Other than pigs, domestic livestock in Africa are concentrated in the arid
and semi-arid zones. This is because the more humid areas were historically
prone to livestock diseases such as nagana (a trypanosome carried by
the tsetse flyFord and Katondo, 1977), typically support grasses of low
digestibility (Scholes, 1990, 1993), and often are densely settled by crop agriculturalists.
The overwhelming majority of these animals feed predominantly off natural grasslands
and savannas, although crop residues are an important supplement during the
dry season. Many urban and rural families also keep poultry.
Domestic livestock play a central role in many African cultures. Cattle and
camels, in particular, have an importance that goes beyond the production of
meat. Their value is based on the full set of services they supply (milk, meat,
blood, hides, draft power), their asset value as a form of savings, and their
cultural symbolism. It would be difficult and damaging for these cultures to
abandon pastoralism in the event that it becomes climatically, environmentally,
or economically unviable.
Although classical concepts of animal carrying capacity may not be very useful
as local management tools in the context of African semi-arid systems with high
interannual variability (Behnke et al., 1993), they remain valid as indicators
of animal production when they are applied over decadal periods and large areas.
Many researchers have demonstrated a strong link between long-term, large-area
herbivore biomass (LHB, kg km-2) in African wildlife and pastoral
systems and mean annual precipitatiation at one site (see also Le Houerou, 1998,
for a similar analysis in west Africa and the Mediterranean basin). Thus, in
broad terms, changes in range-fed livestock numbers in any African region will
be directly proportional to changes in annual precipitation. Given that several
GCMs predict a decrease in MAP on the order of 10-20% in the main semi-arid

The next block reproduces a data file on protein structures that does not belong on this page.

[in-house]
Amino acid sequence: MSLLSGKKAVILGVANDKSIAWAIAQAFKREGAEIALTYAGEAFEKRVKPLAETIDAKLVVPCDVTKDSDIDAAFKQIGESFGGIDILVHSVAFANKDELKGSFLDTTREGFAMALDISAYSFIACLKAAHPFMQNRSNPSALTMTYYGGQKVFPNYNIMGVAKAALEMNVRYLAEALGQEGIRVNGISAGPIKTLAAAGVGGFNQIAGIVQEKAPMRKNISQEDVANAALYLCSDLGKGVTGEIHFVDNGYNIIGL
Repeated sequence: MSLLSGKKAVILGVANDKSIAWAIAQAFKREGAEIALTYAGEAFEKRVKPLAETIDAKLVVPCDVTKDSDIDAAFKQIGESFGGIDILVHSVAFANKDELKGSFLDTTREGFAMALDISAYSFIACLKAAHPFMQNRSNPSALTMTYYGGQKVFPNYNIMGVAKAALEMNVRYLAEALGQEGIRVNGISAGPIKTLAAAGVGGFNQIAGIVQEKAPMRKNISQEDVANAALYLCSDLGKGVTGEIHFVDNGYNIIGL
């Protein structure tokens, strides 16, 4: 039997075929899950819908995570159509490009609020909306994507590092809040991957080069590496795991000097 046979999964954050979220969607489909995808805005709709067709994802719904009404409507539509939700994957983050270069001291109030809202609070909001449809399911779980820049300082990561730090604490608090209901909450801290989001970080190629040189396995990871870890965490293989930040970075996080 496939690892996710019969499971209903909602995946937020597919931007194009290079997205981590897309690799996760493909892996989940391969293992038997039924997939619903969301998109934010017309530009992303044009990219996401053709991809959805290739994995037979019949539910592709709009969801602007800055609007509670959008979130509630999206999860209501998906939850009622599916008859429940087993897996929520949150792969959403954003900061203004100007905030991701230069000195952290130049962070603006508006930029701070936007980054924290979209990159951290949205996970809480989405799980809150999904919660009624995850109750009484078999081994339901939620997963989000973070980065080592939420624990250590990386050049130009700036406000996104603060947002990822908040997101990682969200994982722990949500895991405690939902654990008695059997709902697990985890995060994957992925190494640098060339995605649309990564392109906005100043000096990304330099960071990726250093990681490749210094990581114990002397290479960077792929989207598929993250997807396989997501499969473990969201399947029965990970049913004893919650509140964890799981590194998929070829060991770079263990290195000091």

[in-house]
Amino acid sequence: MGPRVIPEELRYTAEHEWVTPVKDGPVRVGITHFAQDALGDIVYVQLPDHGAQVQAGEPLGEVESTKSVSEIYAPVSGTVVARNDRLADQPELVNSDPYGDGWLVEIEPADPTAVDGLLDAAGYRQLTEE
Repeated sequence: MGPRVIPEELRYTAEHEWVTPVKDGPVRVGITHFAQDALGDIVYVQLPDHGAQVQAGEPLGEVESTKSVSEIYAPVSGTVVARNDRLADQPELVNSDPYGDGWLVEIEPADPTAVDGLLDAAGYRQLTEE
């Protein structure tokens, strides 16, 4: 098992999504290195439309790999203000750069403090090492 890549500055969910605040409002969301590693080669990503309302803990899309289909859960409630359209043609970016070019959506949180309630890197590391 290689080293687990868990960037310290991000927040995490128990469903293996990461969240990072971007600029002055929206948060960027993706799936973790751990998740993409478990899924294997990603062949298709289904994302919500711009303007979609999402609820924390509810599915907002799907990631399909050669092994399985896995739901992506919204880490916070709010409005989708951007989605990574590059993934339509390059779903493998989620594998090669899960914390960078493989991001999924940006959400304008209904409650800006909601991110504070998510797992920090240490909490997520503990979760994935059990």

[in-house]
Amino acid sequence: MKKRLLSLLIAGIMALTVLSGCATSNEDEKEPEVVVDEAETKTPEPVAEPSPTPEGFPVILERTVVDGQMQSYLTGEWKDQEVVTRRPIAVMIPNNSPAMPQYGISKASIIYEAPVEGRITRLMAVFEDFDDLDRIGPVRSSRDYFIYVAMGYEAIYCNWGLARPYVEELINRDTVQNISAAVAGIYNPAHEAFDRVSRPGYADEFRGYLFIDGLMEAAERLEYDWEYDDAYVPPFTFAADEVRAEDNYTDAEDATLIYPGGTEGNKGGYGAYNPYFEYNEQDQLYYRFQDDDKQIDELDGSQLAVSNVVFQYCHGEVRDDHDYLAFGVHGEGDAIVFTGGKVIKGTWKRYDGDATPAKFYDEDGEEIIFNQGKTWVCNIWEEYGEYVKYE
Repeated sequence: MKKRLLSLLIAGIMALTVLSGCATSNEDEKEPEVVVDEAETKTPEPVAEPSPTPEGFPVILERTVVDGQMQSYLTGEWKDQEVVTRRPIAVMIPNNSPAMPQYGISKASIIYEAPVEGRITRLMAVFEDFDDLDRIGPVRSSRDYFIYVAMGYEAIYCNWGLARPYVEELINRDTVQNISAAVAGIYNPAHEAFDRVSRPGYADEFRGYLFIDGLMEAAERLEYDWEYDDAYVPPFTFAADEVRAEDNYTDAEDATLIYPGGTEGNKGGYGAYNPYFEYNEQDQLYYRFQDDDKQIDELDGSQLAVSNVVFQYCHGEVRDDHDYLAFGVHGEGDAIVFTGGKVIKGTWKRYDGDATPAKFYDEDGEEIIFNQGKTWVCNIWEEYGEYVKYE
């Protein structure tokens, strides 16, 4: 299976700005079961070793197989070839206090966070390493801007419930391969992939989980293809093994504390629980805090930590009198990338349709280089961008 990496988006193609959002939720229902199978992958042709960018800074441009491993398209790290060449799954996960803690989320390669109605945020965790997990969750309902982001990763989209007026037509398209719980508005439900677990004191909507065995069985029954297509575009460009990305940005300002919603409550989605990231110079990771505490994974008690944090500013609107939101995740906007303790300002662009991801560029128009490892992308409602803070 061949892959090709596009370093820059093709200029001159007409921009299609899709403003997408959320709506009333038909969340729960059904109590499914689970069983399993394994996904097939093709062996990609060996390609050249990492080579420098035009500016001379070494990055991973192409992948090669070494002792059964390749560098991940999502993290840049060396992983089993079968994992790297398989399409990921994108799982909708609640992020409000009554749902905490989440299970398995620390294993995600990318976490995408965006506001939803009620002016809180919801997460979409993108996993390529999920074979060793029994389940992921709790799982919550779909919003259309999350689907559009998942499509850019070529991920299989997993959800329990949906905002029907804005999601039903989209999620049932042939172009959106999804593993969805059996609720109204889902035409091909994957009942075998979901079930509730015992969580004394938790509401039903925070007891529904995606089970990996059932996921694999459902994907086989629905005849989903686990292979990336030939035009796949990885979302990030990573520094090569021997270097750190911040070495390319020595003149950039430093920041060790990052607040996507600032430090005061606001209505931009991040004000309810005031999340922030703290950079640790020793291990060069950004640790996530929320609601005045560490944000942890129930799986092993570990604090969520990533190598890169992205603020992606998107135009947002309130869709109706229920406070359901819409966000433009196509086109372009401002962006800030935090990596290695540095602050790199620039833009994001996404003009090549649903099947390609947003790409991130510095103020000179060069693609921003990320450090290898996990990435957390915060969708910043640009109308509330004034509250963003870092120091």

zones of Africa, there is a real possibility that climate change will have a
negative impact on pastoral livelihoods. The following additional factors must
The causal chain between rainfall and animal numbers passes through grass production,
which also is approximately linearly related to rainfall (Breman, 1975; Le Houerou
and Hoste, 1977; Rutherford, 1995). The slope of this relationship, which can
be expressed as WUE, is a function of soil nutrient availability (De Ridder
et al., 1982; Scholes, 1993). WUE also is a function of CO2
concentration in the atmosphere (Mooney et al., 1999), especially in
semi-arid regions. Because the CO2 concentration will rise in the
future, its positive impact on WUE (which is on the order of 20-30% for
doubled CO2, even in C4-dominated grasslands such as these)
will help to offset reduction in rainfall of the same magnitude. Simulations
of grassland production in southern Africa indicate an almost exact balancing
of these two effects for that region (Scholes et al., 2000).
About 80% of the grazing lands of Africa are in savannas, a vegetation formation
that consists of a mix of trees and grasses. Grass production in savannas is
strongly depressed by tree cover (see the many references reviewed by Scholes
and Archer, 1997). Because domestic livestock, with the exception of goats,
predominantly eat the grass in these systems, future changes in tree cover are
an important issue from the point of view of carbon sequestration and livestock
production. Tree biomass ultimately is related to climate and soil type, but
the mechanism appears to be via fire frequency and intensity. If fire frequency
and intensity were to decreaseas a result of climate changes (for instance,
an increase in dry-season rainfall) or, more likely, changes in land managementwoody
cover would increase. This has been demonstrated in numerous fire experiments
in Africa (Trapnell et al., 1976; Booysen and Tainton, 1984). Given the
vast area of the savannas, the carbon sequestration potential is substantial
(Scholes and van der Merwe, 1996). In addition, emissions of tropospheric ozone
(O3) precursors would decrease if savanna burning were reduced. The
disadvantage would be a more than proportional decrease in livestock carrying
capacity, as a result of the nonlinear suppressive effect of trees on grass
The bioclimatic limit of savannas in southern Africa is related to winter temperatures.
An increase in temperature of 1-2°Cwell within the range predicted
for next centurywould make the montane grasslands (highveld) of southern
Africa susceptible to invasion by savanna trees (Ellery et al., 1990).
In moister regions, animal productivity is limited not by the gross availability
of fodder but by its protein (nitrogen) content (Ellery et al., 1996).
Increasing the CO2 concentration or the rainfall will not increase
the protein availability; thus, livestock in these regions are likely to be
less responsive to the direct effects of atmospheric and climate change. Under
elevated CO2, the carbon-to-nitrogen ratio of forage will decrease,
but this will not necessarily lead to decreased forage palatability despite
the dilution of protein (Mooney et al., 1999). This may be because in
grasses, the bulk of the excess carbon is stored in the form of starch, which
is readily digestible. Widespread use of protein and micronutrient feed supplements
and new technology for the control of veterinary diseases will have a greater